Stephanie Burke did it again with everybody’s favorite Top 5 Weekend Picks.
Thea Liberty Nichols posted about The Stockyard Institute, using a text that will be published in an upcoming catalogue about their work, translating their very material, installation and situational interests into a book. In her closing paragraph, Nichols writes:
From the beginning, SI’s students have also been their teachers. Through a marriage of art and politics, they have acted transparently, embraced inclusivity, and stayed true to their belief that there’s plenty to go around. Above all, they appreciate a good spectacle, and this has been their trademark maneuver for reeling us in. The deal is sealed however, as soon as we realize that, through sheer force of will, they have the power to transform the ideal into the real.
I felt like there was a interesting, ambient connection between SI’s interest in material, and the presence of books this week (which I’ve started to think more generally as records, or placeholders of memory) in Julie Green’s work — a Northwest artist that Sarah Margolis-Pineo interviewed. Green has been working on an on-going series of blue and white paintings on porcelain dishes, painting the last meals inmates:
Corvallis-based painter Julie Green has opted to address the deeply flawed system of capital punishment head on. Her ongoing series, The Last Supper, has been a twelve-year pursuit to reveal the humanity on death row through intimate portraits of last meal requests painted on ceramic plates.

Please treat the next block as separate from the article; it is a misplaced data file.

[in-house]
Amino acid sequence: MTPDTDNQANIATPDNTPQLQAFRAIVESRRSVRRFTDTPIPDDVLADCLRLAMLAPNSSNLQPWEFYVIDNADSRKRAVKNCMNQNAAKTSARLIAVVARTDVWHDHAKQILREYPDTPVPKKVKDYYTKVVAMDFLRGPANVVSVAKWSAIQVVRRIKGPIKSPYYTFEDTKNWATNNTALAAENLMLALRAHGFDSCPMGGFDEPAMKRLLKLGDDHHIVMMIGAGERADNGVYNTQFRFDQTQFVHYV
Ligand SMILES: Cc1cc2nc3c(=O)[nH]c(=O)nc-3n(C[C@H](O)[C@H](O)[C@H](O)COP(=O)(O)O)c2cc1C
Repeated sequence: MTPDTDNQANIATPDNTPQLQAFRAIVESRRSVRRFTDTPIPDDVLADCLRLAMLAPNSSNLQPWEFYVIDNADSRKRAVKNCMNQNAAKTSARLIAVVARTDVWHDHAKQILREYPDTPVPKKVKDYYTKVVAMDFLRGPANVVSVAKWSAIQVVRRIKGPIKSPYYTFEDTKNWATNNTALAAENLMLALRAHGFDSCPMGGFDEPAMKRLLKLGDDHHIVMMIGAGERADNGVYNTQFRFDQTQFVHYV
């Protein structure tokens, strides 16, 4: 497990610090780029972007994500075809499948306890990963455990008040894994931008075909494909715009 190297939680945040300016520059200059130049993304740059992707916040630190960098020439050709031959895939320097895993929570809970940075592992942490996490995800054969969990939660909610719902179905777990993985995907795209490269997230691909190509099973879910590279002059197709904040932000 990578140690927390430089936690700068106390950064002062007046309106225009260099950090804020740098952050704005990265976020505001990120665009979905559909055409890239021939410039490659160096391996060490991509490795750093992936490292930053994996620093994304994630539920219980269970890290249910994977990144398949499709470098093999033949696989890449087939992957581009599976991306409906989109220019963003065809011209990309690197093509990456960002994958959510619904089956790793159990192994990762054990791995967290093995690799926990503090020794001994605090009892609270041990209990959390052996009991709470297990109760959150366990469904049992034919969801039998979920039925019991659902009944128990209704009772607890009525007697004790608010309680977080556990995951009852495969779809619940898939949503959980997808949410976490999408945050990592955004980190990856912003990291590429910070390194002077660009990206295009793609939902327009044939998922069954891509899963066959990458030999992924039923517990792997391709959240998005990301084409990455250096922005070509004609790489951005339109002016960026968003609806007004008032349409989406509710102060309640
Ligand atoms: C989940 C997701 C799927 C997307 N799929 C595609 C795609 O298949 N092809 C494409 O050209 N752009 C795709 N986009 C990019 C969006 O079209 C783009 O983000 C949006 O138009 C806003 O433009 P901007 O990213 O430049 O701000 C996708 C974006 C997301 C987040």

The plates, currently numbering 500, are a dissonant accumulation of lives lived and lost. Displayed in clusters along the perimeter of The Arts Center, (Corvallis, OR), each constellation speaks to an ad hoc arrangement of family portraits, a domestic sensibility that is amplified ten-fold by the use of readymade tableware as canvas. Despite the gravity of the subject matter, there is a touch of whimsy to Green’s project. Her meticulously rendered pizza slices, honeybuns, and hamburgers are most often completed without any visual referent. Filtered through the artist’s memory, the foods are imbued with an illustrative quality that borders on cartoony, speaking to the endearing texture of Maira Kalman rather than the inherent gloom of the memento mori. Further, each object in The Last Supper is painted in the tradition of blue-and-white china, a hue that is simultaneously absurd and significant, drawing from one of the most recognized traditions in ceramic worldwide, from Jingdezhen ware to Willowware.
The Last Supper, an exhibit with 500 of these aforementioned plates will be exhibited at The Jordan Schnitzer Museum of Art, (Eugene, OR), in March, and travel to The Art Gym, (Portland, OR), in April, 2013.
I reposted an essay about performance by Amy Sherlock, and strangely feel like it also ties in to this overview, or memorialization or events particularly as it pertains to performance. She writes: “The Abramovic phenomenon in particular has come to exemplify the complicated alliance between performance, the museum, and institutional and commercial gallery spaces. For all its professed immediacy and the emphasis on the ephemeral ‘present,’ MoMA did a good job of packaging up ’the moment’ and circulating it. There are photographs, official catalogue and the feature-length film.” Which is exactly what books do, or (it would seem) plates.